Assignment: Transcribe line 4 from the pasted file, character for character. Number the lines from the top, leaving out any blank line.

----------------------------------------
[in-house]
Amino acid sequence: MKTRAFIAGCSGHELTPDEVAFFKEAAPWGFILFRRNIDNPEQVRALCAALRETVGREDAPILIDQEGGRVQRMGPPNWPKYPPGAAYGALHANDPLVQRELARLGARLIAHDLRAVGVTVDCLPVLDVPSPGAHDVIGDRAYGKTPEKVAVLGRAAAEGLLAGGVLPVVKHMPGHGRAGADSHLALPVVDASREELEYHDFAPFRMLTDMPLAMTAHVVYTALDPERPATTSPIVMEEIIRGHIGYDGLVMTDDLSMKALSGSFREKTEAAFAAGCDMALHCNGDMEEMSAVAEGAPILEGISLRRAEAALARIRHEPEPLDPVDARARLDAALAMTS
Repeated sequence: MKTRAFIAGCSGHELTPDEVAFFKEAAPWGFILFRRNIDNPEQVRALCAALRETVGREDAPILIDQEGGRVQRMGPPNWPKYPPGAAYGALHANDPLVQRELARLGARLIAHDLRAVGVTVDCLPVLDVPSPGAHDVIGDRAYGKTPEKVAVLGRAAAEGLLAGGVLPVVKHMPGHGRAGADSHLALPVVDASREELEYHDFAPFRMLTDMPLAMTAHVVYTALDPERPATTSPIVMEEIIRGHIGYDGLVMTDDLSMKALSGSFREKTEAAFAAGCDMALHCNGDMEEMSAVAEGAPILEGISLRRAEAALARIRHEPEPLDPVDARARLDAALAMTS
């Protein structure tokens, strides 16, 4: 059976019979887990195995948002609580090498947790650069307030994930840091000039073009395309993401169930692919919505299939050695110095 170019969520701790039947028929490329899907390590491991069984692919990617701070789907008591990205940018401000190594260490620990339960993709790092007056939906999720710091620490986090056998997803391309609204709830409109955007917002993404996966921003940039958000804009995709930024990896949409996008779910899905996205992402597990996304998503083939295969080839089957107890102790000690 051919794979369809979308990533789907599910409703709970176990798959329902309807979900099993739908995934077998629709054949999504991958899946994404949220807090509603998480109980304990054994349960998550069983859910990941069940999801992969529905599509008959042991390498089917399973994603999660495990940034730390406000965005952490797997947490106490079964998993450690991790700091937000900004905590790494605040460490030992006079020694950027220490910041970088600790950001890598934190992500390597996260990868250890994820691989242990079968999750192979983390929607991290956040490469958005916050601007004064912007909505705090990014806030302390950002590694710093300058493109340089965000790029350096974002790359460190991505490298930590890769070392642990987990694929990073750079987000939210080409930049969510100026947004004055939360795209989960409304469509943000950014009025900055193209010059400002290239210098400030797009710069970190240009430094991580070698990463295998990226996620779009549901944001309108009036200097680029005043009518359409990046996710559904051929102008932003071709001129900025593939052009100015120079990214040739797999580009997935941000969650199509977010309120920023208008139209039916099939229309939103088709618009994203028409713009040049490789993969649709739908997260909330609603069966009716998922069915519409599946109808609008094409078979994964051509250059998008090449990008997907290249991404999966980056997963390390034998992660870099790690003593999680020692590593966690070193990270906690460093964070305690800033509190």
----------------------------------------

């Protein structure tokens, strides 16, 4: 059976019979887990195995948002609580090498947790650069307030994930840091000039073009395309993401169930692919919505299939050695110095 170019969520701790039947028929490329899907390590491991069984692919990617701070789907008591990205940018401000190594260490620990339960993709790092007056939906999720710091620490986090056998997803391309609204709830409109955007917002993404996966921003940039958000804009995709930024990896949409996008779910899905996205992402597990996304998503083939295969080839089957107890102790000690 051919794979369809979308990533789907599910409703709970176990798959329902309807979900099993739908995934077998629709054949999504991958899946994404949220807090509603998480109980304990054994349960998550069983859910990941069940999801992969529905599509008959042991390498089917399973994603999660495990940034730390406000965005952490797997947490106490079964998993450690991790700091937000900004905590790494605040460490030992006079020694950027220490910041970088600790950001890598934190992500390597996260990868250890994820691989242990079968999750192979983390929607991290956040490469958005916050601007004064912007909505705090990014806030302390950002590694710093300058493109340089965000790029350096974002790359460190991505490298930590890769070392642990987990694929990073750079987000939210080409930049969510100026947004004055939360795209989960409304469509943000950014009025900055193209010059400002290239210098400030797009710069970190240009430094991580070698990463295998990226996620779009549901944001309108009036200097680029005043009518359409990046996710559904051929102008932003071709001129900025593939052009100015120079990214040739797999580009997935941000969650199509977010309120920023208008139209039916099939229309939103088709618009994203028409713009040049490789993969649709739908997260909330609603069966009716998922069915519409599946109808609008094409078979994964051509250059998008090449990008997907290249991404999966980056997963390390034998992660870099790690003593999680020692590593966690070193990270906690460093964070305690800033509190």